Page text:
But stick with me because this is where this discussion takes a big turn.
Beyond the logistical issues of CWR, this discussion brings up a much bigger question — one that could impact the future of the entire sport of bass fishing.
Does this discussion of CWR signal the beginning of a shift in our (and the public’s) perception of how fish should be treated by anglers?
The recent promotion of CWR has some people thinking that state agencies should require CWR for all fishing contests. Should we do away with traditional weigh-ins because they are “bad for the fish?” In doing so, are we heading down a slippery “fish welfare” slope?
Other recent discussions on the Internet tie right in to the animal welfare agenda. Photos of fish damaged from the use of piercing culling clips blew up on social media, and some states and tournament organizations now require non-penetrating clips. I’ve seen no research showing culling clips contribute to increased mortality, but those on-line images of fish with holes and gashes remain, stirring controversy.
And how do you hold a bass? One hand? Two hands? Even something as simple as this is being argued. Anglers posting photos on social media are criticized, even ridiculed, if they don’t “do it right” according to their critics. A study in Florida found no lethal injuries from a traditional lip grip (although the authors did recommend using two hands for larger fish because the fish recovered and resumed normal activities faster). Who is right?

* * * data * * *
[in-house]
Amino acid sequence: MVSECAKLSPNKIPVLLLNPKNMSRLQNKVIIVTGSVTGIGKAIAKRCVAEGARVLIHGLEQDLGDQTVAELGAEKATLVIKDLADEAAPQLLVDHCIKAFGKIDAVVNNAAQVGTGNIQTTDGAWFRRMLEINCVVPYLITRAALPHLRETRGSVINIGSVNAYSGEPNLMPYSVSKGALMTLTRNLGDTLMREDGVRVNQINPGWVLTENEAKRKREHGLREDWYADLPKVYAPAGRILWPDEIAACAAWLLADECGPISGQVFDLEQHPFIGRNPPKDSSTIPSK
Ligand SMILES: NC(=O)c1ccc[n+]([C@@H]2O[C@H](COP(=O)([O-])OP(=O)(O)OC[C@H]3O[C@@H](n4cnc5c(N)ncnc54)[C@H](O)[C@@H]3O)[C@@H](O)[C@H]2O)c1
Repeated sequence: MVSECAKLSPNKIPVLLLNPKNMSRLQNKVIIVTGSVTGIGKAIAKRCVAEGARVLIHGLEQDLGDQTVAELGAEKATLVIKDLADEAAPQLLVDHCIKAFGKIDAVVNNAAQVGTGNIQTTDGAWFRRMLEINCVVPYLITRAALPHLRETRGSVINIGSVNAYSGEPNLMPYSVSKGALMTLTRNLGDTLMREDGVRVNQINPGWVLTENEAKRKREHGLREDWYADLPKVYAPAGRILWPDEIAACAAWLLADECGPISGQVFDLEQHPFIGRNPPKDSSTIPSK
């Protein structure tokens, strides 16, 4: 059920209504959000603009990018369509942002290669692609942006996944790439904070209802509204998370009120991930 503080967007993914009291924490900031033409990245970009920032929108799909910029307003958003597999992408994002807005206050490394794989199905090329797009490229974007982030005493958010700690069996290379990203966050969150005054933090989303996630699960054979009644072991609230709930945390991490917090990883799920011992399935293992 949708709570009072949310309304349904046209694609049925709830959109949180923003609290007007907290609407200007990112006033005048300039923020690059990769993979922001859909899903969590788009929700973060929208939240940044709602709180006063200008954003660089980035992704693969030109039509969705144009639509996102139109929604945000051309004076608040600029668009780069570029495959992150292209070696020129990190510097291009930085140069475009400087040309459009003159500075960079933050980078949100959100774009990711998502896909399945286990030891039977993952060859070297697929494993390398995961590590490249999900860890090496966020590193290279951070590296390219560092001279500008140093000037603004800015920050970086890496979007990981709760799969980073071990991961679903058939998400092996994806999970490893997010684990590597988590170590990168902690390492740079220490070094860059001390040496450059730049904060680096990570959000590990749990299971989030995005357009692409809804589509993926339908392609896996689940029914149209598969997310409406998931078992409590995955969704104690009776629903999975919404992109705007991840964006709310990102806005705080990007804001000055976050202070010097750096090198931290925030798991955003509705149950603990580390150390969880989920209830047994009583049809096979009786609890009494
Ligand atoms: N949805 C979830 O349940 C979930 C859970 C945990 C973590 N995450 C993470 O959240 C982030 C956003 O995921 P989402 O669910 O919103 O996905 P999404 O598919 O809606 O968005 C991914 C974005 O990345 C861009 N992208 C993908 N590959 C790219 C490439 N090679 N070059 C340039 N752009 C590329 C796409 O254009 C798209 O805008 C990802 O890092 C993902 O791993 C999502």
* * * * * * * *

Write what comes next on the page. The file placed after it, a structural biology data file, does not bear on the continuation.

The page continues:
We have chastised anglers for many years about flipping bass onto the boat carpet because it could rub off the fish’s protective slime coat. Again, there is no specific science to show that boat-flipped bass have a different survival rate than those landed in a net or by hand.
Common sense says that a soft net or wet hands must be better than hot carpet, but with 40-plus years of tournaments behind us, and perhaps millions of boat-flipped bass later, bass populations are still strong despite these “bad” behaviors. And, maybe no one has a more vested interest in keeping bass alive than the tournament angler — especially the Elite anglers who depend on the resource for their livelihood.